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AUSCERT External Security Bulletin Redistribution
ESB-2008.0831 -- [NetBSD]
Malicious PPPoE discovery packet can overrun a kernel buffer
17 September 2008
AusCERT Security Bulletin Summary
Operating System: NetBSD
Impact: Denial of Service
CVE Names: CVE-2008-3584
Revision History: September 17 2008: Added CVE Reference
August 27 2008: Initial Release
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NetBSD Security Advisory 2008-010
Topic: Malicious PPPoE discovery packet can overrun a kernel buffer
Version: NetBSD-current: affected
NetBSD 4.0: affected
NetBSD 3.1.*: affected
NetBSD 3.1 affected
NetBSD 3.0.*: affected
NetBSD 3.0: affected
Severity: Remote denial-of-service
Fixed: NetBSD-current: August 08, 2008
NetBSD-4-0 branch: August 08, 2008
(4.0.1 will include the fix)
NetBSD-4 branch: August 08, 2008
(4.1 will include the fix)
NetBSD-3-1 branch: August 08, 2008
(3.1.2 will include the fix)
NetBSD-3-0 branch: August 08, 2008
(3.0.4 will include the fix)
NetBSD-3 branch: August 08, 2008
(3.2 will include the fix)
A problem has been identified in the pppoe(4) code. A bug in range checking
allows a malicious packet to make the kernel access memory outside of the
allocated buffer and cause a kernel crash. It is currently unclear if this
issue could be exploited any further than denial of service.
The critical code deals with early states of a PPPoE connection, before
a session between client and access concentrator has been established.
Packets in this "discovery" phase may consist of multiple variable length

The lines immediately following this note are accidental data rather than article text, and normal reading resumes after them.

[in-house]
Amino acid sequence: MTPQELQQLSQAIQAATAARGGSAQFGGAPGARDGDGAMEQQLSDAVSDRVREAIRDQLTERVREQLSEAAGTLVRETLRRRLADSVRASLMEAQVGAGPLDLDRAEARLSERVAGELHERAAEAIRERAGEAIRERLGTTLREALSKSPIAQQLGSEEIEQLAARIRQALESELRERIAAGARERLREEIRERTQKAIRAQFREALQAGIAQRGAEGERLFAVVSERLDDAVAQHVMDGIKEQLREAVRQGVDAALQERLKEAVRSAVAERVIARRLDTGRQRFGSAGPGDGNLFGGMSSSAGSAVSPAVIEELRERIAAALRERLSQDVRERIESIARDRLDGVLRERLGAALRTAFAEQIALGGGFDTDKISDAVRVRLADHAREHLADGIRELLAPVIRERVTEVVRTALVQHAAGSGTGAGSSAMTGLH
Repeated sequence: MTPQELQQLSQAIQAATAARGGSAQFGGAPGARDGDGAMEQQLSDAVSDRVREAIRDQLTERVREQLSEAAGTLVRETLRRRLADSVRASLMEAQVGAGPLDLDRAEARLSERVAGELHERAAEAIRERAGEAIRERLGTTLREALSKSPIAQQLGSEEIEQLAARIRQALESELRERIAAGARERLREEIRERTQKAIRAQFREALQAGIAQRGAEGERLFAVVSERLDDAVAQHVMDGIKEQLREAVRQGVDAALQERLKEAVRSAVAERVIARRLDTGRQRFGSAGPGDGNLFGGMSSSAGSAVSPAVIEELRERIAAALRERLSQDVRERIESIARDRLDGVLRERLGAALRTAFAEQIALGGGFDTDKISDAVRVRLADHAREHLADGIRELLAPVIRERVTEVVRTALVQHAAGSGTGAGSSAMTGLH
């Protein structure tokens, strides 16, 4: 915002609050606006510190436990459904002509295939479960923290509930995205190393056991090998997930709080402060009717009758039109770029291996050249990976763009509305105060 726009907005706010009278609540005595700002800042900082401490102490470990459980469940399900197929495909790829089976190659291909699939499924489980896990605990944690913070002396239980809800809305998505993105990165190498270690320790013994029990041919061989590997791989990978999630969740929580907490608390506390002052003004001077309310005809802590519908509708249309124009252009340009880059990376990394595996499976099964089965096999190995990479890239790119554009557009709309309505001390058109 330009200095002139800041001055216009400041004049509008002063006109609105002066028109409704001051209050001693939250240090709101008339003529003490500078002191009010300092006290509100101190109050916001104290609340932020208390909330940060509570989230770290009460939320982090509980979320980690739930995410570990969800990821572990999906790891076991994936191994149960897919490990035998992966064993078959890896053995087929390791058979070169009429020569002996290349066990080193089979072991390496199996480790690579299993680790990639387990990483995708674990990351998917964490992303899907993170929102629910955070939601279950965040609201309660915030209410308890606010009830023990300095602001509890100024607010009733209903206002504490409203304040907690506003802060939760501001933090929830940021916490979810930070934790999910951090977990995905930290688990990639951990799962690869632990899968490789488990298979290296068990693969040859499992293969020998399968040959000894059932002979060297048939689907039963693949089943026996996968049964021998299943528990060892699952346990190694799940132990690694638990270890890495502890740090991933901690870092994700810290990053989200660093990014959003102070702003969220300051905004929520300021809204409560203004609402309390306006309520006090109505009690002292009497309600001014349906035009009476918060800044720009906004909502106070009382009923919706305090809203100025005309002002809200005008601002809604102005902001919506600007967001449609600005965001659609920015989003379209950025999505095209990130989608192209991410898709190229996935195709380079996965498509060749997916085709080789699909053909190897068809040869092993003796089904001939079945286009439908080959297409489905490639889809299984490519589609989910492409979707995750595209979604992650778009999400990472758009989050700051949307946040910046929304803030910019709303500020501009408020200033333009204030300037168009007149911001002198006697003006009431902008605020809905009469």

"tags" packed together in a pppoe packet. Each tag is checked and the length
validated against to total packet size. A bug in this length check allowed
packets to advance the next tag pointer to up to 4 bytes beyond the end
of the packet. This can cause a kernel crash.
The problematic code path is executed even without active pppoe(4) interfaces,
as long as at least one has been created with "ifconfig pppoe0 create". No
further configuration of the pppoe(4) interface is needed.
The attack is not routable, so attackers would have to have access to the
LAN of an affected machine - or the DSL side would need to be configured
like a shared ethernet segment. This is uncommon, but done by some providers.
Solutions and Workarounds
The pseudo-device pppoe is present in GENERIC kernels. The system must
be configured with a pppoe(4) instance.
For all NetBSD versions, you need to obtain fixed kernel sources,
rebuild and install the new kernel, and reboot the system.
The fixed source may be obtained from the NetBSD CVS repository.
The following instructions briefly summarise how to upgrade your
kernel. In these instructions, replace:
ARCH with your architecture (from uname -m), and
KERNCONF with the name of your kernel configuration file.
To update from CVS, re-build, and re-install the kernel:
# cd src
# cvs update -d -P sys/net/if_spppsubr.c
# ./build.sh kernel=KERNCONF
# mv /netbsd /netbsd.old
# cp sys/arch/ARCH/compile/obj/KERNCONF/netbsd /netbsd
# shutdown -r now
For more information on how to do this, see:
Yasuoka Masahiko from Internet Initiative Japan Inc. for discovering the
problem and providing a fix.
2008-08-26 Initial release
Advisories may be updated as new information becomes available.
The most recent version of this advisory (PGP signed) can be found at
Information about NetBSD and NetBSD security can be found at
http://www.NetBSD.org/ and http://www.NetBSD.org/Security/.
Copyright 2008, The NetBSD Foundation, Inc. All Rights Reserved.
Redistribution permitted only in full, unmodified form.
$NetBSD: NetBSD-SA2008-010.txt,v 1.1 2008/08/25 22:51:57 adrianp Exp $
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